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I want to know what is the benefit/necessity of upgrading to a new kernel?

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marked as duplicate by Uri Herrera, bodhi.zazen, user68186, Basharat Sialvi, bcbc Jun 5 '13 at 6:08

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the changes are specific for each version of the Kernel. Check the development on launchpad if you are really that interested of the kernel. –  Alvar Jun 4 '13 at 15:47
    
Why not upgrade to a newer kernel? What kind of user are you? What system are you running? is it a server? are you modding and experimenting with kernels? basically who are you as a user! –  Alvar Jun 4 '13 at 15:48

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Kernel updates help a lot (for example, my wifi card wasn't recognized in the ancient kernel-using CentOS, but worked fine under Ubuntu and Fedora, which both have newish kernels), fix weirdness, kind of like bios updates, improve performance a bit, etc.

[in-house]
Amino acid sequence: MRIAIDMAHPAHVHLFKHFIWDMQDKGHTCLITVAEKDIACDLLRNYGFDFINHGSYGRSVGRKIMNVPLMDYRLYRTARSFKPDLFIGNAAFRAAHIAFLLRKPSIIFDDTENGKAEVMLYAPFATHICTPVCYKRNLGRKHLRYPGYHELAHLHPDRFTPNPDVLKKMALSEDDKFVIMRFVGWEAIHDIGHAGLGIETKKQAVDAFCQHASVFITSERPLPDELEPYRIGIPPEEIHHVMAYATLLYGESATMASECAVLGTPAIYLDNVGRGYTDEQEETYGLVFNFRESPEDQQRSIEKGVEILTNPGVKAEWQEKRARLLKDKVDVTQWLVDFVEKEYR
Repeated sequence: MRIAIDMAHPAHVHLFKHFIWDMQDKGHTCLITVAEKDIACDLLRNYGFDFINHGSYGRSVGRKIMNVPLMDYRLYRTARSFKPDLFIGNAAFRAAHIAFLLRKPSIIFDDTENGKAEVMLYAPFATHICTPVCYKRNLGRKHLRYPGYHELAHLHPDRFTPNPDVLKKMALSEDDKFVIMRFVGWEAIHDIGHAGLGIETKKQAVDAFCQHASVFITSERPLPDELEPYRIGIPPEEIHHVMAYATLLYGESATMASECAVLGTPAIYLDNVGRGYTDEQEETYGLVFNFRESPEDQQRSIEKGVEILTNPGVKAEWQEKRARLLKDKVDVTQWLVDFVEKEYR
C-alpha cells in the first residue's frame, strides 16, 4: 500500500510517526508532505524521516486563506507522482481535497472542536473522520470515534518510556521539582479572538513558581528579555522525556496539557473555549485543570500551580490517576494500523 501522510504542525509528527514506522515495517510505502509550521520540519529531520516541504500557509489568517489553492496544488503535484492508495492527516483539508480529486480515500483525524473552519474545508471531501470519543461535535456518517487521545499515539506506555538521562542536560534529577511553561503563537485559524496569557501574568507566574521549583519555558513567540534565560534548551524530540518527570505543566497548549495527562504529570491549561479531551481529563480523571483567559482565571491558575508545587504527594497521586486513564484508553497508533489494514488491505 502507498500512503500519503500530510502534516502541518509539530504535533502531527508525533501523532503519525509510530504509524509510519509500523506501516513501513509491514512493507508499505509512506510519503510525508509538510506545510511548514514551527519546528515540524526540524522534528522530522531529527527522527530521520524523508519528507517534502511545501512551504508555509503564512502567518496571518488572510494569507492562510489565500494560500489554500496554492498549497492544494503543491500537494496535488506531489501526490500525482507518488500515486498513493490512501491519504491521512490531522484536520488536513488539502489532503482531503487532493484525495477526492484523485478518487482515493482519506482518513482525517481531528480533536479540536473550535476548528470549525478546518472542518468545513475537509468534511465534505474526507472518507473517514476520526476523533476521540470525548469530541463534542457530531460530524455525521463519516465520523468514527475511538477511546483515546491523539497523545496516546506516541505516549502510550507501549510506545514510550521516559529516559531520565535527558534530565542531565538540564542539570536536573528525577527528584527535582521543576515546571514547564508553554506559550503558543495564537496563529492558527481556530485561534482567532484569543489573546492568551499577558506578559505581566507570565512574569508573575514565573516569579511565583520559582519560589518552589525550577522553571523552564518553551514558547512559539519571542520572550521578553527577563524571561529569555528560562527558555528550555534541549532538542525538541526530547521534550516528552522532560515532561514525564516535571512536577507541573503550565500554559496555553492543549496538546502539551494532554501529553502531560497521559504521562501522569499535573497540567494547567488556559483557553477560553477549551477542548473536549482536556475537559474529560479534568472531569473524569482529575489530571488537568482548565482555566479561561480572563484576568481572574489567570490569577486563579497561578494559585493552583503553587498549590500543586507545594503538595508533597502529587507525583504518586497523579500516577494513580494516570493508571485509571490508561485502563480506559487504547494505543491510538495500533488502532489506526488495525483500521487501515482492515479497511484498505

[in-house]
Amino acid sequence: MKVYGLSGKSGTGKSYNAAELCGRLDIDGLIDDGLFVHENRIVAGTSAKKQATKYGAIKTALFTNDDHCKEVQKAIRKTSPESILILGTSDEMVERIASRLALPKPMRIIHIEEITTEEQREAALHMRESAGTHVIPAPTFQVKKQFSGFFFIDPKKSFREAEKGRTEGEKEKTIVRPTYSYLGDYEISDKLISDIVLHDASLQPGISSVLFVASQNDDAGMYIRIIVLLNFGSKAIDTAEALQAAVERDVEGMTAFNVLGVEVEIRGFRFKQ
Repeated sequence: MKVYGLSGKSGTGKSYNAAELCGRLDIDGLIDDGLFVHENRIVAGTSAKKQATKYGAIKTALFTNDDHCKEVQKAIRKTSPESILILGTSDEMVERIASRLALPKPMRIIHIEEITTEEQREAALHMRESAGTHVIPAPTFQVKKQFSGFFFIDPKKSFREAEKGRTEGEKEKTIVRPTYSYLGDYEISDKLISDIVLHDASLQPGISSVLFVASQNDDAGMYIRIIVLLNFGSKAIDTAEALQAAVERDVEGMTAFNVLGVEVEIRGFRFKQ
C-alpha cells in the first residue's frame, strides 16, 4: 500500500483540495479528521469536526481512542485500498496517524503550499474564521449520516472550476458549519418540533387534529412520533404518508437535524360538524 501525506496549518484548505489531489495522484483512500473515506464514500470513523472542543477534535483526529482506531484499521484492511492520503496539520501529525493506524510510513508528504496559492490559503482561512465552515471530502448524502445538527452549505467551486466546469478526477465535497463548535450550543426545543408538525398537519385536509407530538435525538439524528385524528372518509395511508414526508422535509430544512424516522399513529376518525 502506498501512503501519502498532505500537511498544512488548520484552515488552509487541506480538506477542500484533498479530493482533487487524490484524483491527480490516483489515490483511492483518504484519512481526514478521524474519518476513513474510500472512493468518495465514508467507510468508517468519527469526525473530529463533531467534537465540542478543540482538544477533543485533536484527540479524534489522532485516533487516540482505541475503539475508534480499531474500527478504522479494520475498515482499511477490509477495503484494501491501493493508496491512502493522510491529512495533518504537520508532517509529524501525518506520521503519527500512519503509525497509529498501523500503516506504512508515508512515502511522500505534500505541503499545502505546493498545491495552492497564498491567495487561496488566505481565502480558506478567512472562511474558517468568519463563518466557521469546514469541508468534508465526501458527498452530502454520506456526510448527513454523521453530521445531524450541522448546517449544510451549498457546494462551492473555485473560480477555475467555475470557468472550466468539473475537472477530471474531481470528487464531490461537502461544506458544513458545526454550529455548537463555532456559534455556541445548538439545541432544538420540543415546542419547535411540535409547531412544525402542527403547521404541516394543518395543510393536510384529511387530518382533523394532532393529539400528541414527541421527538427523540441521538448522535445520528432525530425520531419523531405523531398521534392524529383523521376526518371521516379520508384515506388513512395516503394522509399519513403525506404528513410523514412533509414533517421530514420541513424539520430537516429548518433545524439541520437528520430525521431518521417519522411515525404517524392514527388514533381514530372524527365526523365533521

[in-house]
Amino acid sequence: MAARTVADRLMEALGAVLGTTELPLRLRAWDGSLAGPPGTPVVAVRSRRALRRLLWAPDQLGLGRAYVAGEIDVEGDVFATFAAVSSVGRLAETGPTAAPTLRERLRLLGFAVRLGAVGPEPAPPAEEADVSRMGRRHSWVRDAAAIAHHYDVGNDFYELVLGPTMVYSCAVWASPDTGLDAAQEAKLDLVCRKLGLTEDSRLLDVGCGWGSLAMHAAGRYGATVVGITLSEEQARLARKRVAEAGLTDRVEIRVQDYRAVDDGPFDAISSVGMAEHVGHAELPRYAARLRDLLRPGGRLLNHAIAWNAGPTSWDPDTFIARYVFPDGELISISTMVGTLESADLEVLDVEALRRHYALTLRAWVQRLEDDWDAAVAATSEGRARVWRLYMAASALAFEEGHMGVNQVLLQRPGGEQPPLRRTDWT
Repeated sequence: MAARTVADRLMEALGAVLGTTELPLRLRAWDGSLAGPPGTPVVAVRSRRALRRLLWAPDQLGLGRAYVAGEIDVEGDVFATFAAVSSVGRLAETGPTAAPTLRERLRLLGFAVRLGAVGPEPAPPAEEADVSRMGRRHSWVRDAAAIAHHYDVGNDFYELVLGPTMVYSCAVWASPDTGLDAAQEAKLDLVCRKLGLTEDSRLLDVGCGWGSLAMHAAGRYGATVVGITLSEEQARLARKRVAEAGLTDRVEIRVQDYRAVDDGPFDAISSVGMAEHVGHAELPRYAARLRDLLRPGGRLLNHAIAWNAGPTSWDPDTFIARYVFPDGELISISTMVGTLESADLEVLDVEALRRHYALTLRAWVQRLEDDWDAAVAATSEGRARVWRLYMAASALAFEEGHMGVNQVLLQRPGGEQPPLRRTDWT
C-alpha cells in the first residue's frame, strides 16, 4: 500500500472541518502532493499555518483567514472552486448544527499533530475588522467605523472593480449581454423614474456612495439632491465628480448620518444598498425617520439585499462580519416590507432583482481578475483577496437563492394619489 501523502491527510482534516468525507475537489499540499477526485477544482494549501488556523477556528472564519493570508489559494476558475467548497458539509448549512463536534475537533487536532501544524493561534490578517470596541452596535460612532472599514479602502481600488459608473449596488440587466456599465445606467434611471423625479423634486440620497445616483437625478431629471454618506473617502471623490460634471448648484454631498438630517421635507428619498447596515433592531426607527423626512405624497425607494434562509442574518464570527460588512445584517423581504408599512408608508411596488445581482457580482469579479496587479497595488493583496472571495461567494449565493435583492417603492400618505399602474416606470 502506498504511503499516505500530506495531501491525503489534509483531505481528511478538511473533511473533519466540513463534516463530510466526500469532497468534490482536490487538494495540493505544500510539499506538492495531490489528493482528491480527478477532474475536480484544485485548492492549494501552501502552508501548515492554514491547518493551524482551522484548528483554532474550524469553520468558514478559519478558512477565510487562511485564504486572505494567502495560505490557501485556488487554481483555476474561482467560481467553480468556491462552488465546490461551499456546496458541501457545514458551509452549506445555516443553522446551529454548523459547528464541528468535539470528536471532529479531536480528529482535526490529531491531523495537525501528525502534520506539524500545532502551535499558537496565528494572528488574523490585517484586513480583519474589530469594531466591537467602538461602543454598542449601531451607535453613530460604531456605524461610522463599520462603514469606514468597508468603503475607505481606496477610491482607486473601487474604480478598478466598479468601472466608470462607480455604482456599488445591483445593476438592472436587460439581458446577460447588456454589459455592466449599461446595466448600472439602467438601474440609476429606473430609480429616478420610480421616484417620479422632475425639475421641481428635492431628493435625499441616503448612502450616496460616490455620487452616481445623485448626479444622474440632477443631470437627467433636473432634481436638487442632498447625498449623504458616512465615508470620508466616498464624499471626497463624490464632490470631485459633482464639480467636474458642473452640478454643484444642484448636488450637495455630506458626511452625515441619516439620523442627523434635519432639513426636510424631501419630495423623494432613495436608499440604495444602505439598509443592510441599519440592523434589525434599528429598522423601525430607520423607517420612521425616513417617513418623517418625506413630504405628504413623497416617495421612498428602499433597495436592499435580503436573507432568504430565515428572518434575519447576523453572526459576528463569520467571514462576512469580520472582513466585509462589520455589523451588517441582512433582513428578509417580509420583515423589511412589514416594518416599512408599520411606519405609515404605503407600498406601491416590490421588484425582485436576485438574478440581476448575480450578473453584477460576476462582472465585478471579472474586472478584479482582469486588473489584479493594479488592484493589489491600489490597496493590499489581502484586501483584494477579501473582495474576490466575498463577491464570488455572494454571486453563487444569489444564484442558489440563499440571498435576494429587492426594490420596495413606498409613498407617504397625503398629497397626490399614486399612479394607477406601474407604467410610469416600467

They're like updating to a new Windows, because the old one doesn't support something, or glitches out tons.

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As far as I'm concerned, the question of kernel upgrading is the same as any other updgrade/update.

Why upgrade to Ubuntu 13.04 for example? It's something new and it comes with the hope of improved performance, better compatibility etc.

Unlike upgrading your entire operating system, you can keep the old kernel easily (by just not getting rid of it after you upgrade) and go back to it at any time. (Holding shift at startup should boot into grub and let you pick from any kernel you have installed)

I had some serious issues with the 3.5 kernel (sound problems, wifi crashes, graphics failures) so I upgraded to 3.8 and never looked back. (I did however have a sound card problem with 3.8-18 but that was quickly upgrade anyway.)

So in short, there's no necessity to upgrade by any means - my wife is still running 3.2 on Zorin 6 and is happy with the performance - but there might be benefits. It's a bit of a dice roll sometimes though, so be fair warned that upgrading your kernel (particulary if you delete the old one) may cause some unwanted side effects.

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